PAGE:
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Living My Life
by Emma Goldman
ISBN 0486225437 / 9780486225432 / 0-486-22543-7
Publisher Dover Pubns
List price $15.95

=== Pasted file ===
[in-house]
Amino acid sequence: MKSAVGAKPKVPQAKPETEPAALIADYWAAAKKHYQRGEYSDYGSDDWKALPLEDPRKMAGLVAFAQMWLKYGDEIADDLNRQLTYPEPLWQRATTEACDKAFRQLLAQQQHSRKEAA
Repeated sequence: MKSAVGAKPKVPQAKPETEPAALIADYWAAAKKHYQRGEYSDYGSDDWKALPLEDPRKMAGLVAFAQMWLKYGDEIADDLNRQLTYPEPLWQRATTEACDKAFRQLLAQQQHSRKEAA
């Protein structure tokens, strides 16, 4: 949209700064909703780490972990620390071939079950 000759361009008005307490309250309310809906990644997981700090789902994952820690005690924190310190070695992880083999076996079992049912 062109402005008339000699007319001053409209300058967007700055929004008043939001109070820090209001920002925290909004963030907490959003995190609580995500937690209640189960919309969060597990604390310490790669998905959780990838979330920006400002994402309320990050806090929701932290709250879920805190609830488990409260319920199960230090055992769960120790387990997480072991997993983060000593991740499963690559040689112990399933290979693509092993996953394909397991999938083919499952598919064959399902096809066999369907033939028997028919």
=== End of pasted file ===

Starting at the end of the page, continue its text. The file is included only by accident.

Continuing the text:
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Forget all those New Left memoirs: for readers who want to know what it is to be a revolutionary in America, this is the book to read. At the turn of the 20th century, Emma Goldman (1869-1940) was probably the most hated woman in her adopted country. (She emigrated from Russia at age 17.) It was bad enough that she was an anarchist, accused of complicity in the 1901 assassination of President McKinley. But her vehement espousal of women's rights--including birth control--really enraged upright citizens. Goldman's marvelously militant autobiography gives ample evidence of her gift for bearing a grudge and inability to mince words--she decries fellow leftists at least as often as the bourgeoisie, especially after she is deported to the Soviet Union in 1919 and discovers that the Bolshevik Revolution is not what she hoped for. But Goldman's blazing honesty and unflinching commitment to unpopular causes make her a larger-than-life heroine. She does display the occasional human weakness, including a lengthy romance with a man whose infidelities torment this advocate of free love, but they're less interesting than her heroic challenge to America to live up to its ideals. Whether or not she was literally a bomb thrower remains a matter of debate. For posterity, her words are incendiary enough. --Wendy Smith [via]